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Don’t get sued

Article-Don’t get sued

While doctors are trained in medicine and to perform certain procedures, they are not well-trained in the law, one expert noted during the 36th Annual Conference of the American Society for Laser Medicine & Surgery, Boston, Mass.

“Unfortunately, with the practice of medicine, there are legal risks and pitfalls that we need to be aware of,” says Mathew M. Avram, M.D., J.D., director of the Massachusetts General Hospital Dermatology Laser and Cosmetic Center, Boston, Mass. He discussed the legal risks associated with lasers, light sources and energy-based devices and how to avoid problems.

One of the most important tips for physicians who treat patients with these devices or oversee such treatment is to observe what’s actually happening to the skin while firing the laser. Do not simply look at the numbers on a laser screen, he says.

“In other words, you can just punch in what an instruction book tells you to. What’s more important is to look at the skin and be able to recognize what is going to be safe and effective, and at what point you might be putting too much energy into the skin,” Dr. Avram says.

Dr. Avram and colleagues have published studies looking at why doctors get sued for laser, light-based and energy-based device treatments. They’ve found that the most common procedure in lawsuits of this kind is laser hair removal. And the most common reason that people get sued is for negligence or malpractice — two words that connote the same thing.

“The next most important reason for these lawsuits is failure to obtain informed consent…,” Dr. Avram says. “It also turns out that the level of training that the laser operator possesses also is correlated with the risk for being sued. Physicians who are trained on lasers are sued, on average, the least. Physicians without specialty training in lasers tend to be sued more, and the people who tend to get sued most are nonphysicians performing laser procedures.”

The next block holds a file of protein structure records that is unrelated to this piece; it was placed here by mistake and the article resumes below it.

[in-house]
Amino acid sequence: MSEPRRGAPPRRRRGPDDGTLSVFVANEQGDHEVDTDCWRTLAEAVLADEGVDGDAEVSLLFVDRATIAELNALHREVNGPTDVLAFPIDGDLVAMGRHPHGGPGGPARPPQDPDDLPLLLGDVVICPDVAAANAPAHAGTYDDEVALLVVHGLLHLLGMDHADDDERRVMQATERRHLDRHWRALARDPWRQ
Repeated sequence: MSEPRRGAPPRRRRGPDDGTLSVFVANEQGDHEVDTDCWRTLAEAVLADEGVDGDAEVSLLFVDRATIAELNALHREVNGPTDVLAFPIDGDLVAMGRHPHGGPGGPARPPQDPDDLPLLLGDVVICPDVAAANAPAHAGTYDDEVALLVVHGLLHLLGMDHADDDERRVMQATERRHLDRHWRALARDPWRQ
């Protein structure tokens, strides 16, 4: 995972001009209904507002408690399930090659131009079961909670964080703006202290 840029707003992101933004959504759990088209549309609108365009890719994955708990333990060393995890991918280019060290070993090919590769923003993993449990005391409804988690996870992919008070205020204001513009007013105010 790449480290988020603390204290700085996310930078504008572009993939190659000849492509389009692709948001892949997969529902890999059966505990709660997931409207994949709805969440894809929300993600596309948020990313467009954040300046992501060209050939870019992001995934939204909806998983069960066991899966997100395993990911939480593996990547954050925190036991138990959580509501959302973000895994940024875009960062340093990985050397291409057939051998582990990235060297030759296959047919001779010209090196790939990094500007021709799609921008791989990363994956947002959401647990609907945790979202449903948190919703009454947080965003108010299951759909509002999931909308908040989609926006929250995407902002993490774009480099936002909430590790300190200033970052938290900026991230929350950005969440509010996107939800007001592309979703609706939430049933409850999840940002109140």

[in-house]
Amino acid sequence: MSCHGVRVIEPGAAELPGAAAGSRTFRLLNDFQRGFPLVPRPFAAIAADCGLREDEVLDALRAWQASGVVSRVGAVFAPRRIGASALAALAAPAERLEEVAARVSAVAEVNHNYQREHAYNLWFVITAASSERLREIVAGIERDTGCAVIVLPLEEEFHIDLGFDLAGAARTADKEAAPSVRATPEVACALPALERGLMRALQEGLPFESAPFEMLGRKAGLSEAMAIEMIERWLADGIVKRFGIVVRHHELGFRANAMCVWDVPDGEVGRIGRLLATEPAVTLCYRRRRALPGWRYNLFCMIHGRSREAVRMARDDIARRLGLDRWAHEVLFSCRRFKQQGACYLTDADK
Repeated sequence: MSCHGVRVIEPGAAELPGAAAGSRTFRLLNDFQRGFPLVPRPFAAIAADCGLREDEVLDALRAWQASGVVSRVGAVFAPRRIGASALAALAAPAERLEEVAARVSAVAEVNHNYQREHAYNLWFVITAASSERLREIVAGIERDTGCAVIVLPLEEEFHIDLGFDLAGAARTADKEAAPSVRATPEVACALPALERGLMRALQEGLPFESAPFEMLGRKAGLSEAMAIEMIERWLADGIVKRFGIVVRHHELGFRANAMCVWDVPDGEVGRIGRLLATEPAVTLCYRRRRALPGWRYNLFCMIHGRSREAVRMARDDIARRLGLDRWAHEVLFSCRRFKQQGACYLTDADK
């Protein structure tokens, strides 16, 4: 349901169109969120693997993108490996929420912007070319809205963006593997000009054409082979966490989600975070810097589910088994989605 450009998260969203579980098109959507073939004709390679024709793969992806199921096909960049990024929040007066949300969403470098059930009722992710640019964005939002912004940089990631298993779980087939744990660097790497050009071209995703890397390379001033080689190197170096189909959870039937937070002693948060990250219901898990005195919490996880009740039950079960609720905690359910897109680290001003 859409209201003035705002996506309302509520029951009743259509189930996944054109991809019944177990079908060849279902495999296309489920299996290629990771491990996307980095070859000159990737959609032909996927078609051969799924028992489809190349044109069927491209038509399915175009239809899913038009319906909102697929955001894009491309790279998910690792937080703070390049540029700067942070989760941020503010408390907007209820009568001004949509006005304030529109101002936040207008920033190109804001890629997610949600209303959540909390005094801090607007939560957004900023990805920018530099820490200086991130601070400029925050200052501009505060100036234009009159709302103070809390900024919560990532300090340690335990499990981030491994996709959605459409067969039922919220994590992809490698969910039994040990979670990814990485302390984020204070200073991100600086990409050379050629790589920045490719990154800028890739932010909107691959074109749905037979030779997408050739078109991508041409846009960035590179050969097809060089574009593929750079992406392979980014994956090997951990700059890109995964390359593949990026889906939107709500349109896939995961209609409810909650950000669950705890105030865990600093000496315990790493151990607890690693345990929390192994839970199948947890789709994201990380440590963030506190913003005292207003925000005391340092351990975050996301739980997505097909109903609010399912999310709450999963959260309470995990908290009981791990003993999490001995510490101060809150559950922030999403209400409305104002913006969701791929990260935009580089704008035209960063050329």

The setting that is most likely to cause harm and end up in a lawsuit is when non-physicians perform these procedures without a physician supervision, which might occur in a medi-spa, according to Dr. Avram. He and colleagues reported on the increased risk of litigation associated with laser surgery by nonphysician operators in JAMA Dermatology, April 2014. 1

“One of the important things about the talk is the level of supervision and the level of your training. It’s very important to be trained well before you do these procedures,” he says. “And basically, if someone performs a laser, light-based or energy-based treatment in a practice that you own, and they are doing work within the scope of their duty, the employer or the business that employs them is liable for their malpractice or their failure to get an informed consent. It’s important that physicians who are delegating more and more recognize that they are ultimately responsible.”

Physicians can avoid legal issues associated with the devices by being trained in what they do; doing the procedures and not delegating them; keeping up with the medical literature; and updating their consent forms, according to Dr. Avram.

“If there are new complications that have been reported, you need your consent forms to be updated to include any new adverse side effects…,” he says.


1.     Jalian HR, Jalian CA, Avram MM. Increased risk of litigation associated with laser surgery by nonphysician operators. JAMA Dermatol. 2014 Apr;150(4):407-11.

Disclosure: Dr. Avram reports no relelvant disclosures.

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